Locomotive functions are provided in the body due to the regulation of skeletal muscle blood flow and the contraction of skeletal muscles. The required energy for muscle contraction is derived from the breakdown of adenosine triphosphate (ATP). The essential feature of the muscular performance ability for continuous periods is the ability to reproduce ATP continuously, even at atmospheric levels (Baker et al., 2010; Sargeant, 1994). For example; During periodic knee extension exercise, quadriceps produces active force when the knee joint comes to the extension, and when the knee joint comes to flexion, the muscle relaxes. At the end and beginning of the contraction, the breakdown rates of ATP change very rapidly depending on the energy requirement. Energy need increases during muscle contraction. When the heart loosens, the energy need decreases. (Andersen et al., 1985; Barclay, 2017). For example, while the ATP concentration in human quadriceps muscles is ~8 mM/sec, the mean ATP turnover in quadriceps muscles increases to ~24 mM/sec during moderate knee extension exercise (Cannon et al., 2014; Kemp et al., 2007). Oxidative phosphorylation is an important source of ATP during continuous activity. The contracted muscle consumes a large amount of oxygen to fill the ATP that is hydrolyzed during the contraction. For this reason, the circulatory system is closely related to the skeletal muscles in order to provide effective oxygen and nutrient transfer for contraction and for the removal of inhibitory waste products. The skeletal muscles use about 20% of the cardiac output during the rest, but this rate can increase to 80% during exercise. The contracted muscle should be able to increase blood flow and oxygen delivery to support metabolic and contractile activities. For this reason, oxygen is a very important factor in the production of energy required for muscle contraction. As the workload increases, the amount of ATP required will increase, and the oxygen requirement will increase accordingly (Korzeniewski, 1998; Simões et al., 2010). Therefore; in athletes who actively use knee flexors and extensor muscles during the competition, we think that lung functions and respiratory muscles develop parallel and support each other in order to provide necessary oxygenation depending on the increase in the strength which needs to be generated due to the workload of these muscles. However, we think that the reason of being a strong relationship between peripheral muscle strength and respiratory functions, and that this relationship is moderately strong in respiratory muscle strength is due to the fact that the athletes have not performed any specific exercise to increase respiratory muscle strength. Because, respiratory muscles can be treated just like skeletal muscles (Pardy and Leith, 1984; Wu et al., 2017). For this reason, we think that as a result of increasing the strength of the respiratory muscles in the athletes may increase the peripheral muscle strength, which is an important parameter of sportive performance.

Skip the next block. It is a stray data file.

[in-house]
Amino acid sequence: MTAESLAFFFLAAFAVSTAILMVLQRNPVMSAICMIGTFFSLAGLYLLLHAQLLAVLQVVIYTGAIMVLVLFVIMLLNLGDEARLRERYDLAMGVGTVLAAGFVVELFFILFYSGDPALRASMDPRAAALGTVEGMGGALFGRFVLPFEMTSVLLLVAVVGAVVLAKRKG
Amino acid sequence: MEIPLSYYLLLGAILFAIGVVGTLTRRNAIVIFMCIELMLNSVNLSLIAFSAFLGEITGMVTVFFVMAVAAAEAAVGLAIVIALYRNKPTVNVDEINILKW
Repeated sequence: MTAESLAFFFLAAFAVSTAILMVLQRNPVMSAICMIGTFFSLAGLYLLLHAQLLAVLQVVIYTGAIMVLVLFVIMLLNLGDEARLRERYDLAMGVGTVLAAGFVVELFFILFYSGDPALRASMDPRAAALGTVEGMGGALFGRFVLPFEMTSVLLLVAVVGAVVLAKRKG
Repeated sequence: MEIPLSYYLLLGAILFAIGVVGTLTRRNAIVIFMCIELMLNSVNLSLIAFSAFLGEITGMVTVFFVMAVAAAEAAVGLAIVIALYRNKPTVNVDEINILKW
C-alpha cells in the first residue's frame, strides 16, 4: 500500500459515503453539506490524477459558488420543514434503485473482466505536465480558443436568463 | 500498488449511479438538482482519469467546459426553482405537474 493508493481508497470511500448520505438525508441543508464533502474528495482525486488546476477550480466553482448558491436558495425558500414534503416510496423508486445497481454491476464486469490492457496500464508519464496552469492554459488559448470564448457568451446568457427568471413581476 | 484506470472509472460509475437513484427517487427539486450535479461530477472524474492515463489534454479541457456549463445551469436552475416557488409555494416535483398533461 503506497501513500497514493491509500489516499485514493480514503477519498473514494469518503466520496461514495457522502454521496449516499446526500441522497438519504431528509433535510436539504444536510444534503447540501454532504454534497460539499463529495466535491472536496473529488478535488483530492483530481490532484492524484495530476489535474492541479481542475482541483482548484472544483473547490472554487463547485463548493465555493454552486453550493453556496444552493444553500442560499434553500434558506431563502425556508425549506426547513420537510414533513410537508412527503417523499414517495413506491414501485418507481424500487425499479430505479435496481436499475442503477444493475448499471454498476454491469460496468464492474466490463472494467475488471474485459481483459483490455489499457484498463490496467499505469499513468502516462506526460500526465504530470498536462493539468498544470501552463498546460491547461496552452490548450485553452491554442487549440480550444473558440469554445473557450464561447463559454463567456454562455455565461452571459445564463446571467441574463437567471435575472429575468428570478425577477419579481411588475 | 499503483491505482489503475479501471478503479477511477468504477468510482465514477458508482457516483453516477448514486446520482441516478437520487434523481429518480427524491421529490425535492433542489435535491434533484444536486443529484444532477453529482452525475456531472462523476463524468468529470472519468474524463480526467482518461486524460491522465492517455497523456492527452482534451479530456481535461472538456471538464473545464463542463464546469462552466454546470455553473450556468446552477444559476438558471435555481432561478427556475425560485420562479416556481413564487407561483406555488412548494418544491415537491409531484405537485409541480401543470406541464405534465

When we review the literature, it is observed that the studies investigating the relationship between peripheral muscle strength, respiratory function and respiratory muscle strength have been performed in elderly and healthy individuals. Simões et al. (2010) showed that walking distance, respiratory muscle strength and lower extremity muscle strength are related to each other in older individuals. It has been shown by Enright et al. (1994) that the hand gripping force is related to the MIP. Studies of healthy individuals by Ferguson et al. (2001) found that the rate of oxygen uptake and energy cycling during dynamic contractions in an isolated muscle group was greater at 100 repetition frequency than 60 revolutions, muscle blood flow was greater at 100 repetitions and muscle oxygen uptake.
In addition, knee flexor and extensor muscle strength, respiratory muscle strength and respiratory function are parameters related to sportive performance. In the literature, the relationship between knee flexor and extensor muscle strength and sportive performance has been shown in previous studies in the areas where aerobic and anaerobic metabolism are predominantly used; In a study by Soslu et al. (2016) on basketball athletes, maximal knee extensor strength was found to be an important component in anaerobic test and sprint performance. Çınar-Medeni et al. (2016) have shown that the strengthening of knee flexor and extensor muscle in orienteering athletes will improve orienting performance. Alemdaroğlu (2012) has shown in their study on basketball athletes that quadriceps muscle strength is related to peak power at all contraction rates. In Newman et al. (2004) study of soccer players, single sprint performance was found to be associated with peak knee extensor and flexor moment at all speeds. In the study of Alexander (1989) in the elite sprinter, the peak isokinetic concentric moment produced by the knee extensor muscles was found to be related to the 100-m performance. Furthermore, in the study of Arslan (2005) in healthy young subjects, explosive leg strength was associated with anaerobic performance. In the study by Salinero et al. (2016), it was concluded that lung function in amateur riders is related to marathon race duration, and that a high lung capacity may be an important variable for marathon performance of amateur runners. Kilding et al. (2010) have shown that inspiratory muscle training improves swimming performance by swimming at 100 m and 200 m. Nicks et al. (2009) showed that respiratory muscle training improves intermittent exercise performance in soccer players. Pringle et al. (2005) in his study on runners, lung capacity was found to be related to 10-km race performance. Volianitis et al. (2001) have shown that inspiratory muscle training in shovels improves shovel performance. Study by Johnson et al. (1996) on sprints have shown that respiratory muscles limit the performance of high intensity activities such as sprinting. Mador and Acevedo (1991) have shown that inspiratory muscle fatigue, Verges et al. (2007) have shown that expiratory muscle fatigue will disrupt the next exercise performance. Tranchita et al. (2014) have shown that a 4 weeks inspiratuar muscle training protocol bring to improvements in strength and in endurance of respiratory muscles acting on a reduction in respiratory muscle fatigue, delaying restriction metabolic reflex and so giving to skeletal muscles a greater energy availability. In addition, Illi et al. (2012) showed in a systematic review and meta-analysis that respiratory muscle training regardles of type improved the (exercise) performance of healthy individuals. In parallel with this information in the literature, we found that peripheral muscle strength, respiratory function and respiratory muscle strength were related to each other.